Paying It Forward: How Investment in Recycling Will Pay Dividends

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While focused on improving recycling in the United States, this report lays out thinking that can be applied to many other nations. The problem is that the U.S. residential recycling system has not grown significantly in 20+ years. The Recycling Partnership believes that this is due to its inability to serve the entire U.S. population with fully optimized collection systems, provide comprehensive education and outreach, and create an adequate materials recovery facility (MRF) infrastructure.

Even though Americans back recycling by strong majorities, 40% of American households cannot recycle materials easily. The report lays out an ambitious five year, $17B programs to make curbside recycling as easy and as commonplace as everyday trash disposal. Using a social cost of carbon figure of $51/ton, disposing of currently unrecovered residential recyclables results in a cost impact of $4.7 billion per year.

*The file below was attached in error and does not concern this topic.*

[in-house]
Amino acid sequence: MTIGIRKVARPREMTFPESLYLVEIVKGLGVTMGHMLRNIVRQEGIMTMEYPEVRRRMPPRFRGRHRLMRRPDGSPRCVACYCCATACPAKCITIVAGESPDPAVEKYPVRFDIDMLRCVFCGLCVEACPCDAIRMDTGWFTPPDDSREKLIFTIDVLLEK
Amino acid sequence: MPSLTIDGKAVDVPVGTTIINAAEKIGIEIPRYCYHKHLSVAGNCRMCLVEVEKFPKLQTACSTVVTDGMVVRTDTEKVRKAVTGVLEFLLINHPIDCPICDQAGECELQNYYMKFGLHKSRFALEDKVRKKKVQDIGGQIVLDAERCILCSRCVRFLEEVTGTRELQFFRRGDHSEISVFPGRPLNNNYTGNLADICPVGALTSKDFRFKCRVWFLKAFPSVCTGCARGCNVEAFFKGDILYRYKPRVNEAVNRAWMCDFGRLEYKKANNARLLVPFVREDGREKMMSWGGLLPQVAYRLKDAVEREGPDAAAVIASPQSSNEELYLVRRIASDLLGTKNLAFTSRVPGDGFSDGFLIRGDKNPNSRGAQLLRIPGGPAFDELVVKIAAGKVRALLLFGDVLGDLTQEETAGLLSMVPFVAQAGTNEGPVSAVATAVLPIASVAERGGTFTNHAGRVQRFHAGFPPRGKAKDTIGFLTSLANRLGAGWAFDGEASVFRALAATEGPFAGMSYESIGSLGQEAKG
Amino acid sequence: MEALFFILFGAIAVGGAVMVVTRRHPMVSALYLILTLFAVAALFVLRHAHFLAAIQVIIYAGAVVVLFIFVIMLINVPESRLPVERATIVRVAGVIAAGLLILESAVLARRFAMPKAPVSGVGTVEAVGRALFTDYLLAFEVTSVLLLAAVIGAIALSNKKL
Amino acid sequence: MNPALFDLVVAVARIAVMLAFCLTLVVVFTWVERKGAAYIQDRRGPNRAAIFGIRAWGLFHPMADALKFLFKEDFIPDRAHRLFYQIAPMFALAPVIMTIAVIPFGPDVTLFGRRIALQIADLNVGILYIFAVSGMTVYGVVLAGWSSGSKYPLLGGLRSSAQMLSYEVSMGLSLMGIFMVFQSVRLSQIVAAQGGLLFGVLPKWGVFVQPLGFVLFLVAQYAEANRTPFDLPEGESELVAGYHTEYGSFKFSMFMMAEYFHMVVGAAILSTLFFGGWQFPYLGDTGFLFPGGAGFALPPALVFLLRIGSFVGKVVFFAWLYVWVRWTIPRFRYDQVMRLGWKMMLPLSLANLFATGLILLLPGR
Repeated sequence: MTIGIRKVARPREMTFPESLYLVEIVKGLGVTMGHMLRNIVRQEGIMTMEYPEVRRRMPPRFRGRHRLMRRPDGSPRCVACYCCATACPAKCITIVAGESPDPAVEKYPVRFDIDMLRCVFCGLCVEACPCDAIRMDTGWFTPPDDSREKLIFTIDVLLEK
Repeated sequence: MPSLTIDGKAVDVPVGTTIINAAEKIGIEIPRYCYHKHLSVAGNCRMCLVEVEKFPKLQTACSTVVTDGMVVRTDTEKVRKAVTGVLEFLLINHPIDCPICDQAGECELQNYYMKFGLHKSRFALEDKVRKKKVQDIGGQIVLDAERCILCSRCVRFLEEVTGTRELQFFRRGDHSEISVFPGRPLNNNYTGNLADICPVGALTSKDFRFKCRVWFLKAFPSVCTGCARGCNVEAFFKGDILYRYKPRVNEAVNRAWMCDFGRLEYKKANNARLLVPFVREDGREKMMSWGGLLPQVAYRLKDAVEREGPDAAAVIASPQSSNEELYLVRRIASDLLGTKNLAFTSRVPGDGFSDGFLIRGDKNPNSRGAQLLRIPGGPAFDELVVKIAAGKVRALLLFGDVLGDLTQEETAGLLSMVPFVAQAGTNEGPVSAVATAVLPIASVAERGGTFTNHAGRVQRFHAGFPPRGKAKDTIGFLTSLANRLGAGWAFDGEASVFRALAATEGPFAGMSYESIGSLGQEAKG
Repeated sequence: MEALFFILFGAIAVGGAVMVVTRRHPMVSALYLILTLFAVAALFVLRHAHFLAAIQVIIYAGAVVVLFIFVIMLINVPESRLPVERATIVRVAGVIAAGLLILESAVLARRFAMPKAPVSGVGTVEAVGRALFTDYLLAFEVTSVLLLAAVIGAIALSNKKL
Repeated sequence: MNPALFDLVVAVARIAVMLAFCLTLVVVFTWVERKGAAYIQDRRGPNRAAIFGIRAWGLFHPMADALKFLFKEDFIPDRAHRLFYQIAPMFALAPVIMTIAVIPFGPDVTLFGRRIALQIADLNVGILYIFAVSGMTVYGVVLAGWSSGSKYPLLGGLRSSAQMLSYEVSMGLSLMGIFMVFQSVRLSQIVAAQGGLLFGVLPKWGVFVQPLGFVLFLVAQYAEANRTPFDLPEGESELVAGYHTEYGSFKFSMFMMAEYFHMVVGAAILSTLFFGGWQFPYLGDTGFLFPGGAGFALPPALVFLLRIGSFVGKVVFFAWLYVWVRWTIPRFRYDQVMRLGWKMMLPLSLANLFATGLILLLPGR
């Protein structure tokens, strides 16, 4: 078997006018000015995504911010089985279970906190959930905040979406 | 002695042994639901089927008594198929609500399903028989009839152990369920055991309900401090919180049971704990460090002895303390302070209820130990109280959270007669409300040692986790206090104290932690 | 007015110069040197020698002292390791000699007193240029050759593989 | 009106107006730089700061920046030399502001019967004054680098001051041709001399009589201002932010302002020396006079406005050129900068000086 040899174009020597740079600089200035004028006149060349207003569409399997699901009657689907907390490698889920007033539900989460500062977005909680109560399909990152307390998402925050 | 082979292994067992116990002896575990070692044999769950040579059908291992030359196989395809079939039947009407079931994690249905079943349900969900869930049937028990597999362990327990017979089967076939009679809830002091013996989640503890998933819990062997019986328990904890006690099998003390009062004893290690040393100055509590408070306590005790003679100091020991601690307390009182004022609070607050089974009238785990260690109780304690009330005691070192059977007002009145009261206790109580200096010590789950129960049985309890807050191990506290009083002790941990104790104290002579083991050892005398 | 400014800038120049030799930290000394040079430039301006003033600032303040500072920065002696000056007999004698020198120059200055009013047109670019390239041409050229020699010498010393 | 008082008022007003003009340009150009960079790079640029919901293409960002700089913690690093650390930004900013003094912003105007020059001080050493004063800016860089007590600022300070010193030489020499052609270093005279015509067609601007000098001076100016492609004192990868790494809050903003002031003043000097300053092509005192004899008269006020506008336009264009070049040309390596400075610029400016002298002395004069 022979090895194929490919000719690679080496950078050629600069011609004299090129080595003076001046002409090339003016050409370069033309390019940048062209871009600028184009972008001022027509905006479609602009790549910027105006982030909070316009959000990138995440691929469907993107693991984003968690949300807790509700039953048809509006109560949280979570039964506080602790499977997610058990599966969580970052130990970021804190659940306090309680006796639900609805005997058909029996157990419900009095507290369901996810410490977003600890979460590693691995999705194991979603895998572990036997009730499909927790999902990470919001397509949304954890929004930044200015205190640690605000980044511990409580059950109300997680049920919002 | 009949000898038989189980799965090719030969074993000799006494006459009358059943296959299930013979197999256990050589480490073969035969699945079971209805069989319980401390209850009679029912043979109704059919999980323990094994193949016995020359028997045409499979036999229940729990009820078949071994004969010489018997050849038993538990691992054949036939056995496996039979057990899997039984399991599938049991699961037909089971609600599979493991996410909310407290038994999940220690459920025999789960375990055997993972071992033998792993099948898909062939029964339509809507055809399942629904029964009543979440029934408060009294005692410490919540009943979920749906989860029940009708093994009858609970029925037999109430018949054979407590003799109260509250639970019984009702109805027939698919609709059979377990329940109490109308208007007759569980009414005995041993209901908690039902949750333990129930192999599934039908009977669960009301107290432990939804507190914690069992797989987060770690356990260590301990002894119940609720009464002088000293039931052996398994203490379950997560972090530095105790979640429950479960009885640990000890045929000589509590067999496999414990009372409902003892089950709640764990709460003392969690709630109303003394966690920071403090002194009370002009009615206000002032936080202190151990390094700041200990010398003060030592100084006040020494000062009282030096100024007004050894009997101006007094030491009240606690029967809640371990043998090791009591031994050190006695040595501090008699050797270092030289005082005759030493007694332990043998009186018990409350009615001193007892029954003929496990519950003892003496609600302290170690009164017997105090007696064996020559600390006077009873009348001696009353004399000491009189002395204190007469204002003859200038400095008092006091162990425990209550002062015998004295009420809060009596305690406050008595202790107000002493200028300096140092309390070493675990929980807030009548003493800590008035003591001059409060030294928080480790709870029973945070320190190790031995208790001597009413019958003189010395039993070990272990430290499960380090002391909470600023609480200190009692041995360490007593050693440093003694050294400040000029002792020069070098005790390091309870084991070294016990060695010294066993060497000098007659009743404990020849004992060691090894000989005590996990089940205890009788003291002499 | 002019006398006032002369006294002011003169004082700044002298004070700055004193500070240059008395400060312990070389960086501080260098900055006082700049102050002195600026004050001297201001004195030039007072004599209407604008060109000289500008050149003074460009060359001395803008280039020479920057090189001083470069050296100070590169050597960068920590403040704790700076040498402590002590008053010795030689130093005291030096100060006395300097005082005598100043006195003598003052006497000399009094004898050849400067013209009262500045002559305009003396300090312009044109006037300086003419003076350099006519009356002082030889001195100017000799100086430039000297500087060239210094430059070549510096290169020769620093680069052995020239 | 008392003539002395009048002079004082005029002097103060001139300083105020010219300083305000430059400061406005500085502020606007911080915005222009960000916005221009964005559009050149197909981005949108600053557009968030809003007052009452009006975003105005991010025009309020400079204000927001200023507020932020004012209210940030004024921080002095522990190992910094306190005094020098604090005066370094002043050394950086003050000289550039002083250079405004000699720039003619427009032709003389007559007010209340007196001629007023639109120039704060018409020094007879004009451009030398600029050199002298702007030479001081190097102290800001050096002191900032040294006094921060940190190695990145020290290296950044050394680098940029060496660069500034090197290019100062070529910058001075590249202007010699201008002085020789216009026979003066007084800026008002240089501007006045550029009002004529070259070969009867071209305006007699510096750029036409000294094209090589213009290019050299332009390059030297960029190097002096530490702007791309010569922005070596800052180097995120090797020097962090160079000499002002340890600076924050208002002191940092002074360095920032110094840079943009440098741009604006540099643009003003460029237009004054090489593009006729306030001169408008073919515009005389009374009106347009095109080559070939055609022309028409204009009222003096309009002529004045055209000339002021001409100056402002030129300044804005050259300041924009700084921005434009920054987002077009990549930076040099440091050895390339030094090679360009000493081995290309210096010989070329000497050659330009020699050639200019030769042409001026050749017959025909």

The Recycling Partnership’s strategy presented here is backed by many large, multi-national corporations, e.g., Coca-Cola and Procter and Gamble and scientific institutions, e.g., The American Chemistry Council. The Partnership makes its recommendations based on interventions in 2000+ communities.

The report’s focus is on single family and multifamily residences, not on commercial or institutional recycling, composting, or the creation of markets for recycled materials, although these topics are addressed in a tangential fashion.

The analysis contends that the proposed investment would result in a doubling of the recycling rate in the US. Educational innovations leading to behavior change on the part of consumers who will be better informed about what to recycle, modernized and upgraded materials recovery facilities (MRF) to accommodate all packaging materials currently found in the home, including those not typically collected in residential programs, like film and flexible plastics are key elements of the approach outlined here.

Specific proposals include upgrading 375 MRFs and building 57 new MRFs to “improve capacity, efficiency, bale quality, and material value. The model also includes 71 major and 133 minor hub-and-spoke systems that aggregate and deliver remotely collected material to centralized MRFs, allowing more cost-effective rural access. (move remotely collected material efficiently to centralized processing centers)”


Informative, well-illustrated and detailed appendices cover:

  • Specific Actions Needed for Flexible Plastic Packaging, Including Pouches, Bags, and Wrap 
  • Increases in the tonnage of various recyclable materials
  • Potential Sources of Capital to Achieve Equitable and Informed Access

To know more, find the report here.

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